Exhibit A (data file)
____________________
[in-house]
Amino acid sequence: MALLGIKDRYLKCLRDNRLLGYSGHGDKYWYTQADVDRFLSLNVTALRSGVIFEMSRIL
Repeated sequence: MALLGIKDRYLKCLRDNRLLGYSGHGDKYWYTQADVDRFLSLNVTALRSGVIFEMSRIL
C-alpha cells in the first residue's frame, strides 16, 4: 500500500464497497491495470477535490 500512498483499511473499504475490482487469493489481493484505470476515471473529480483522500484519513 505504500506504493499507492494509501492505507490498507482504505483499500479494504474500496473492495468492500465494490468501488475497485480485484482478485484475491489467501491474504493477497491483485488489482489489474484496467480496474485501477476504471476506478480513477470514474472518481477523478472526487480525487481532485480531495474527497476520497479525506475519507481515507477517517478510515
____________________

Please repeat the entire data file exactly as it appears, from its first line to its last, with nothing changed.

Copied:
[in-house]
Amino acid sequence: MALLGIKDRYLKCLRDNRLLGYSGHGDKYWYTQADVDRFLSLNVTALRSGVIFEMSRIL
Repeated sequence: MALLGIKDRYLKCLRDNRLLGYSGHGDKYWYTQADVDRFLSLNVTALRSGVIFEMSRIL
C-alpha cells in the first residue's frame, strides 16, 4: 500500500464497497491495470477535490 500512498483499511473499504475490482487469493489481493484505470476515471473529480483522500484519513 505504500506504493499507492494509501492505507490498507482504505483499500479494504474500496473492495468492500465494490468501488475497485480485484482478485484475491489467501491474504493477497491483485488489482489489474484496467480496474485501477476504471476506478480513477470514474472518481477523478472526487480525487481532485480531495474527497476520497479525506475519507481515507477517517478510515